We Have Always Lived In The Castle is Stacie Passon’s second feature and it is a gorgeous, haunting vision of the Shirley Jackson novel of the same name. It centers on the Blackwood family, an eccentric group of extremely wealthy people who live in a veritable castle on the edge of a small town.
A tragedy has befallen the family, which has named them outcasts in the community. The only Blackwoods left in the family are Constance (Alexandra Daddario), Merricat (Taissa Farmiga) and their uncle Julien (Crispin Glover). Or so they thought. After a while, their cousin Charles (Sebastian Stan) comes to visit and throws off the balance in the wonderful world that the sisters have built for themselves.
It’s hauntingly beautiful and a powerful statement about the bonds of sisterhood. I was incredibly fortunate to interview both Taissa Farmiga and Crispin Glover, both of whom I find to be brilliant actors, for the film.
First, my conversation with Taissa, and obviously I had to ask about American Horror Story.
“I understood that everything she did, she did for a reason and she believes she was doing the right thing…”
First of all, how did you become involved with We Have Always Lived in the Castle?
Taissa Farmiga: I just finished doing this off-Broadway play. The director of that play, said, “Oh, by the way, a producer friend of mine would love to have you in their movie,” and I hadn’t even heard of the movie yet.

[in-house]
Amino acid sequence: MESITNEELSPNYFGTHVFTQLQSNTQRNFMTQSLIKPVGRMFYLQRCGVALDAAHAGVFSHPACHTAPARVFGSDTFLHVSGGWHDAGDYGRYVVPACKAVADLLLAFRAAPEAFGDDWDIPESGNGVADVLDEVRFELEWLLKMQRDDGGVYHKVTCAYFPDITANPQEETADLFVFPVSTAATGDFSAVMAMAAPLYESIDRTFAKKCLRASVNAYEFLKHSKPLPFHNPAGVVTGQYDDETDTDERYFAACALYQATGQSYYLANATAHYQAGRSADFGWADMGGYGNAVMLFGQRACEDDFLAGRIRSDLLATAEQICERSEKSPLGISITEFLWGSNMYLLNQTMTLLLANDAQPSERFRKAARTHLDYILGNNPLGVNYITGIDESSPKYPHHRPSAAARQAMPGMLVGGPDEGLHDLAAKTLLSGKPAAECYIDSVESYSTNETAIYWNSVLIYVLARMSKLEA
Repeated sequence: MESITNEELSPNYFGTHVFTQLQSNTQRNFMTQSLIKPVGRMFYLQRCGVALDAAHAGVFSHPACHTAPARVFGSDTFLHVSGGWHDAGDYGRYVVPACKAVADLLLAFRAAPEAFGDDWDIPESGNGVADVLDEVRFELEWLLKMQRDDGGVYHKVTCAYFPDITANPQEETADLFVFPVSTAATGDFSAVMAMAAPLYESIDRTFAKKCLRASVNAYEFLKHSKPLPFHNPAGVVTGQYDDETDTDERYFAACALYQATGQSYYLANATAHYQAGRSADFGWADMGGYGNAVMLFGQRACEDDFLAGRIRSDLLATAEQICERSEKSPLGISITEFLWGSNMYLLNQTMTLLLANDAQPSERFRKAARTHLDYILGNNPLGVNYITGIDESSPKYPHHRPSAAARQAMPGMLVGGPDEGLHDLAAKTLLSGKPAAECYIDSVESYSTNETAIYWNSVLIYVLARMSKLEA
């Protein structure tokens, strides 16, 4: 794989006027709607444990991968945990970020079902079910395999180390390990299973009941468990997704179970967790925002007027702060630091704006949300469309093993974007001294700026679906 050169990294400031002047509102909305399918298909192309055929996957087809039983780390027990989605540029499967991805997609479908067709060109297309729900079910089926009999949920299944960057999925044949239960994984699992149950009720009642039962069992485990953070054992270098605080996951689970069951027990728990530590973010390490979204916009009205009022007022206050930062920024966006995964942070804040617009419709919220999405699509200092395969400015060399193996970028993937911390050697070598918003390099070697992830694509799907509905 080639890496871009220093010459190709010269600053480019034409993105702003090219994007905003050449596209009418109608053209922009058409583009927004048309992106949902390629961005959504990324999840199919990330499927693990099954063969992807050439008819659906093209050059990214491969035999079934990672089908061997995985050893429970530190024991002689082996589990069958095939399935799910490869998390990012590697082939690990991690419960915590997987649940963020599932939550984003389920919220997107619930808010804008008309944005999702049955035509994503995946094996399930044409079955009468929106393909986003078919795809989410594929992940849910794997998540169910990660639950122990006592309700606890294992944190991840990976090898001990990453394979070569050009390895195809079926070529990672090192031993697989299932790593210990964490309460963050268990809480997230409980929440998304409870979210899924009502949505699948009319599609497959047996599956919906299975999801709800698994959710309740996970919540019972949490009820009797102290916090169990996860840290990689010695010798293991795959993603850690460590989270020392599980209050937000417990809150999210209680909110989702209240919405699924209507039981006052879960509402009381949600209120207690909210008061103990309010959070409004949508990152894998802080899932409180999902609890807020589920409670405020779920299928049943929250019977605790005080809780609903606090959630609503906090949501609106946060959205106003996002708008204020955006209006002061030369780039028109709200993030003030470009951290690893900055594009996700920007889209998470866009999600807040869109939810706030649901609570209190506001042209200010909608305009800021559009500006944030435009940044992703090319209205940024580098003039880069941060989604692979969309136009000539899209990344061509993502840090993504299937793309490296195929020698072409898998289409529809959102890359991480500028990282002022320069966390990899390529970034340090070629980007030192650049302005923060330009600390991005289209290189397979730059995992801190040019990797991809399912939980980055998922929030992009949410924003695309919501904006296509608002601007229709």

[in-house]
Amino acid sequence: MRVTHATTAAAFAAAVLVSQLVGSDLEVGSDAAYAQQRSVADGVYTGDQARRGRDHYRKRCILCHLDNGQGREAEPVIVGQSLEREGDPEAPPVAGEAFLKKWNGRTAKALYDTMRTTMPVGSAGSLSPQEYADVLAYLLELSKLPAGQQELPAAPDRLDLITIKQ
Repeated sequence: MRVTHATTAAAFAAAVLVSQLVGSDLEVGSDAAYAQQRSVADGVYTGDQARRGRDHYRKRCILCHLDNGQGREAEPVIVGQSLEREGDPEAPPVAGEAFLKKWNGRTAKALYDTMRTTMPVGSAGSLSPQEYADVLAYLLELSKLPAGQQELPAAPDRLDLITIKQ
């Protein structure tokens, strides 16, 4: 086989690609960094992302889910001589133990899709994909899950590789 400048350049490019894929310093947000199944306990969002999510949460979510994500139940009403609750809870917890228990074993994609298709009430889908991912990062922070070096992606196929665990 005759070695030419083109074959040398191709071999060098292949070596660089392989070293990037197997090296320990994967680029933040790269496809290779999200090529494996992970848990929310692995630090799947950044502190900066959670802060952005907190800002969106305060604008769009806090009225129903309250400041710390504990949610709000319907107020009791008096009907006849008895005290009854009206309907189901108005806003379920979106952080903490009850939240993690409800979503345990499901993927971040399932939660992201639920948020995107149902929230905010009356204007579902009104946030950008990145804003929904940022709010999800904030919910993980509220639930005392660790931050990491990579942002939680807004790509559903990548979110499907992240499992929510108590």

Then the offer came in a couple of days later and they set up a Skype with the director Stacey. So I read the script. I immediately was captivated and I fell in love with the tone of the story. This contradiction of something that’s so dark and twisted and foreboding. There’s something that feels off, but yet everything has this fairy tale wash over it. I love that. I love the character of Merricat. I didn’t understand her, but I wanted to. I had a wonderful conversation with Stacy and then I just wanted to be a part of it. Luckily they gave me the opportunity.
There’s a lot of ways you can perceive Merricat. You could see her as kind of a protector but also as sort of “wicked” or what have you.
Sure. I think she’s actually a combination of everything you said and so much more. You know, she is a protector at the end of the day. She’s also a child. She’s also fragile. She’s also scared, but these feelings and emotions come out in different ways for different people. For her, she wants to protect Constance. That’s her number one priority.